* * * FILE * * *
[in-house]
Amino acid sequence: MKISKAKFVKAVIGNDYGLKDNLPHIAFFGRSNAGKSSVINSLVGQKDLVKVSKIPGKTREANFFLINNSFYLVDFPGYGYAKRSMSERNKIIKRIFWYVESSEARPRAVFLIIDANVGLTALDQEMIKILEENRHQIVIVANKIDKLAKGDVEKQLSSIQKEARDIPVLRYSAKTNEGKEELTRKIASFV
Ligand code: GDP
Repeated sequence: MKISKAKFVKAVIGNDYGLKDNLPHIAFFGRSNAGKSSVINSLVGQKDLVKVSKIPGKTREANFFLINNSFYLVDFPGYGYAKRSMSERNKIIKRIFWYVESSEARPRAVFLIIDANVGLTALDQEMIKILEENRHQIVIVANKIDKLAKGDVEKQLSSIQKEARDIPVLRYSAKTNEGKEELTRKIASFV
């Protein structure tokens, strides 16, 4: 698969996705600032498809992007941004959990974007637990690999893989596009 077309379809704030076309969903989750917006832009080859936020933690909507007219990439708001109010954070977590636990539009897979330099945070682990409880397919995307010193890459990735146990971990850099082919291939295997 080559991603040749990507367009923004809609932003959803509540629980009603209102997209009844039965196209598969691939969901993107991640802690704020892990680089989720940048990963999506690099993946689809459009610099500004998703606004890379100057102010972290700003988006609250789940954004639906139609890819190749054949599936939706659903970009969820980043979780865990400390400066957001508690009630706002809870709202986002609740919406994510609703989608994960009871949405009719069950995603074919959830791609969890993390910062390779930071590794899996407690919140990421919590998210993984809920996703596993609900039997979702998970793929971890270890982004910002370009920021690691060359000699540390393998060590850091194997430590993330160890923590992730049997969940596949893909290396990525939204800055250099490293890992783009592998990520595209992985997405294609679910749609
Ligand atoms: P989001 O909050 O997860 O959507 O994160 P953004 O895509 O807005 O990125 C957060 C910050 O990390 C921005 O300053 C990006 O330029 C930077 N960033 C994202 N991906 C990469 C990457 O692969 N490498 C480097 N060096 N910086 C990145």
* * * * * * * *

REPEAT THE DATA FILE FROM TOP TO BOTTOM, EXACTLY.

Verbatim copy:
[in-house]
Amino acid sequence: MKISKAKFVKAVIGNDYGLKDNLPHIAFFGRSNAGKSSVINSLVGQKDLVKVSKIPGKTREANFFLINNSFYLVDFPGYGYAKRSMSERNKIIKRIFWYVESSEARPRAVFLIIDANVGLTALDQEMIKILEENRHQIVIVANKIDKLAKGDVEKQLSSIQKEARDIPVLRYSAKTNEGKEELTRKIASFV
Ligand code: GDP
Repeated sequence: MKISKAKFVKAVIGNDYGLKDNLPHIAFFGRSNAGKSSVINSLVGQKDLVKVSKIPGKTREANFFLINNSFYLVDFPGYGYAKRSMSERNKIIKRIFWYVESSEARPRAVFLIIDANVGLTALDQEMIKILEENRHQIVIVANKIDKLAKGDVEKQLSSIQKEARDIPVLRYSAKTNEGKEELTRKIASFV
């Protein structure tokens, strides 16, 4: 698969996705600032498809992007941004959990974007637990690999893989596009 077309379809704030076309969903989750917006832009080859936020933690909507007219990439708001109010954070977590636990539009897979330099945070682990409880397919995307010193890459990735146990971990850099082919291939295997 080559991603040749990507367009923004809609932003959803509540629980009603209102997209009844039965196209598969691939969901993107991640802690704020892990680089989720940048990963999506690099993946689809459009610099500004998703606004890379100057102010972290700003988006609250789940954004639906139609890819190749054949599936939706659903970009969820980043979780865990400390400066957001508690009630706002809870709202986002609740919406994510609703989608994960009871949405009719069950995603074919959830791609969890993390910062390779930071590794899996407690919140990421919590998210993984809920996703596993609900039997979702998970793929971890270890982004910002370009920021690691060359000699540390393998060590850091194997430590993330160890923590992730049997969940596949893909290396990525939204800055250099490293890992783009592998990520595209992985997405294609679910749609
Ligand atoms: P989001 O909050 O997860 O959507 O994160 P953004 O895509 O807005 O990125 C957060 C910050 O990390 C921005 O300053 C990006 O330029 C930077 N960033 C994202 N991906 C990469 C990457 O692969 N490498 C480097 N060096 N910086 C990145």